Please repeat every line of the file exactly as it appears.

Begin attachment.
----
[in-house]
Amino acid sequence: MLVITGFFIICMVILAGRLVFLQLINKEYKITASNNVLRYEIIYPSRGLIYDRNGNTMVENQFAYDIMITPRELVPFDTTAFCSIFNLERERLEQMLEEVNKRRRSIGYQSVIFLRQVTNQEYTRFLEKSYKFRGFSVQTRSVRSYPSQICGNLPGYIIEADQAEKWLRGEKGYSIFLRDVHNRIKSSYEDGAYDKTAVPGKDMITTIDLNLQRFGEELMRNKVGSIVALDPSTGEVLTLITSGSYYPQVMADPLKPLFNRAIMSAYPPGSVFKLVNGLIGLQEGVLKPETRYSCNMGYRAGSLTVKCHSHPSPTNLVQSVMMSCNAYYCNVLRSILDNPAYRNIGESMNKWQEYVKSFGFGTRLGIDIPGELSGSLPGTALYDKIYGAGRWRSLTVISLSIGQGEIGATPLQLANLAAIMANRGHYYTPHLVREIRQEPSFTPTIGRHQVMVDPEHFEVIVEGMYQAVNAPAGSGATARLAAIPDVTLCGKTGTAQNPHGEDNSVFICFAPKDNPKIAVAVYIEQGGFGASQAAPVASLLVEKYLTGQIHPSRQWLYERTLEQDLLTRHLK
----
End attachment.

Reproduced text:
[in-house]
Amino acid sequence: MLVITGFFIICMVILAGRLVFLQLINKEYKITASNNVLRYEIIYPSRGLIYDRNGNTMVENQFAYDIMITPRELVPFDTTAFCSIFNLERERLEQMLEEVNKRRRSIGYQSVIFLRQVTNQEYTRFLEKSYKFRGFSVQTRSVRSYPSQICGNLPGYIIEADQAEKWLRGEKGYSIFLRDVHNRIKSSYEDGAYDKTAVPGKDMITTIDLNLQRFGEELMRNKVGSIVALDPSTGEVLTLITSGSYYPQVMADPLKPLFNRAIMSAYPPGSVFKLVNGLIGLQEGVLKPETRYSCNMGYRAGSLTVKCHSHPSPTNLVQSVMMSCNAYYCNVLRSILDNPAYRNIGESMNKWQEYVKSFGFGTRLGIDIPGELSGSLPGTALYDKIYGAGRWRSLTVISLSIGQGEIGATPLQLANLAAIMANRGHYYTPHLVREIRQEPSFTPTIGRHQVMVDPEHFEVIVEGMYQAVNAPAGSGATARLAAIPDVTLCGKTGTAQNPHGEDNSVFICFAPKDNPKIAVAVYIEQGGFGASQAAPVASLLVEKYLTGQIHPSRQWLYERTLEQDLLTRHLK